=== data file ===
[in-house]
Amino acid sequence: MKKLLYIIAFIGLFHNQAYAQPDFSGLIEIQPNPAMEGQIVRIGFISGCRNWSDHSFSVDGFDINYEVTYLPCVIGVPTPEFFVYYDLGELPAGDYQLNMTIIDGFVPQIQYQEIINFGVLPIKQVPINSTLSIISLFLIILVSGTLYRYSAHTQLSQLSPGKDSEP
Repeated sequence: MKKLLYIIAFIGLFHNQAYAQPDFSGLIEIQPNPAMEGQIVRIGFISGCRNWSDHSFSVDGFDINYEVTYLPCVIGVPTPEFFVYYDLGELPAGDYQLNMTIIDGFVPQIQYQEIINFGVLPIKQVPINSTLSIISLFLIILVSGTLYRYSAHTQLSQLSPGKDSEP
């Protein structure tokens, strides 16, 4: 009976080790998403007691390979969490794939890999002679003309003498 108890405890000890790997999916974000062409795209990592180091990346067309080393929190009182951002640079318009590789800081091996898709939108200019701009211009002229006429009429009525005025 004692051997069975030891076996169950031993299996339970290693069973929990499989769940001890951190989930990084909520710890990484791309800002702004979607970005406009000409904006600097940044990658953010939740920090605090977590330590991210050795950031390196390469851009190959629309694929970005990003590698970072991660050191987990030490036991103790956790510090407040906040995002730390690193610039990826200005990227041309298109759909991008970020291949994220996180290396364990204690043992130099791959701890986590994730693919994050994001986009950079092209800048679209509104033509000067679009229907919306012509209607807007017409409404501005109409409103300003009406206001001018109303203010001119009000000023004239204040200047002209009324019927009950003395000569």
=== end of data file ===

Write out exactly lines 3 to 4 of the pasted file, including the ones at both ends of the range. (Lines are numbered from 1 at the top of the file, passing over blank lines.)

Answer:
Repeated sequence: MKKLLYIIAFIGLFHNQAYAQPDFSGLIEIQPNPAMEGQIVRIGFISGCRNWSDHSFSVDGFDINYEVTYLPCVIGVPTPEFFVYYDLGELPAGDYQLNMTIIDGFVPQIQYQEIINFGVLPIKQVPINSTLSIISLFLIILVSGTLYRYSAHTQLSQLSPGKDSEP
């Protein structure tokens, strides 16, 4: 009976080790998403007691390979969490794939890999002679003309003498 108890405890000890790997999916974000062409795209990592180091990346067309080393929190009182951002640079318009590789800081091996898709939108200019701009211009002229006429009429009525005025 004692051997069975030891076996169950031993299996339970290693069973929990499989769940001890951190989930990084909520710890990484791309800002702004979607970005406009000409904006600097940044990658953010939740920090605090977590330590991210050795950031390196390469851009190959629309694929970005990003590698970072991660050191987990030490036991103790956790510090407040906040995002730390690193610039990826200005990227041309298109759909991008970020291949994220996180290396364990204690043992130099791959701890986590994730693919994050994001986009950079092209800048679209509104033509000067679009229907919306012509209607807007017409409404501005109409409103300003009406206001001018109303203010001119009000000023004239204040200047002209009324019927009950003395000569």